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The Data Security and Breach Notification Act has passed The House Energy and Commerce Committee by a vote of 29-22, reports The Hill.
The cybersecurity bill would require companies gathering personal data to alert their customers of any data breach within 30 days, however a number of concerns are already being raised about the bill.
The main issue, according to Fortune, is that counter-intuitively the country-wide bill might supersede stronger legislation already active in specific states.
“Fifty-one states or territories have some sort of data protection legislation on the books — 38 would see the data protection breach notification diminished in some way because this is a preemption law,” Rep. Jan Schakowsky (D-Ill.) said.
Laura Moy, senior policy counsel at New America’s Open Technology Institute went a step further, explaining that the security measures suggested by the bill could end up weakening states’ existing responses. “This bill would remove core protections and eliminate some of the FCC’s authority to require data security, as it relates to things like order histories for cable or satellite video on demand services — which can reveal potentially sensitive personal information, like sexual preferences,” she told The Washington Post.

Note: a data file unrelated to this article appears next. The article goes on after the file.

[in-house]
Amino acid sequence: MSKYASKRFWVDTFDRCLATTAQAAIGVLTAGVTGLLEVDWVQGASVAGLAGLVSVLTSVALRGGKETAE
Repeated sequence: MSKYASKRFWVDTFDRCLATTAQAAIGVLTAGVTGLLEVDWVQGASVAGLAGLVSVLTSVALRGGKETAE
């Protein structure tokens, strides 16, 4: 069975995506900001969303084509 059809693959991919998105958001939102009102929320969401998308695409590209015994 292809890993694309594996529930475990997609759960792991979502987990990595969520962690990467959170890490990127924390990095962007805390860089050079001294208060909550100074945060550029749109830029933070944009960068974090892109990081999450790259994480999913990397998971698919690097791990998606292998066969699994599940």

Consumer advocates have also expressed concern with the language of the bill, which allows businesses exemption from disclosure if they believe “there is no reasonable risk of identity theft, economic loss, economic harm, or financial fraud.” Fortune points out that as many companies get hacked with minimal impact to their bottom line, this could be used as the basis for unilaterally deciding against disclosure.
However, Rep. Marsha Blackburn, one of the co-sponsors of the bill, said in a written statement to the Washington Post, “Every American deserves to have their personal information protected, but right now only 12 states have data security requirements.”
“We want to provide strong protections to everyone, and we go even further than most of the states that do have security laws.”
Rep. Peter Welch – Blackburn’s co-sponsor – added, “I am usually, almost uniformly opposed to preemption — but this is an instance where unless you have a national standard you won’t have protection.”
Author Alan Martin, ESET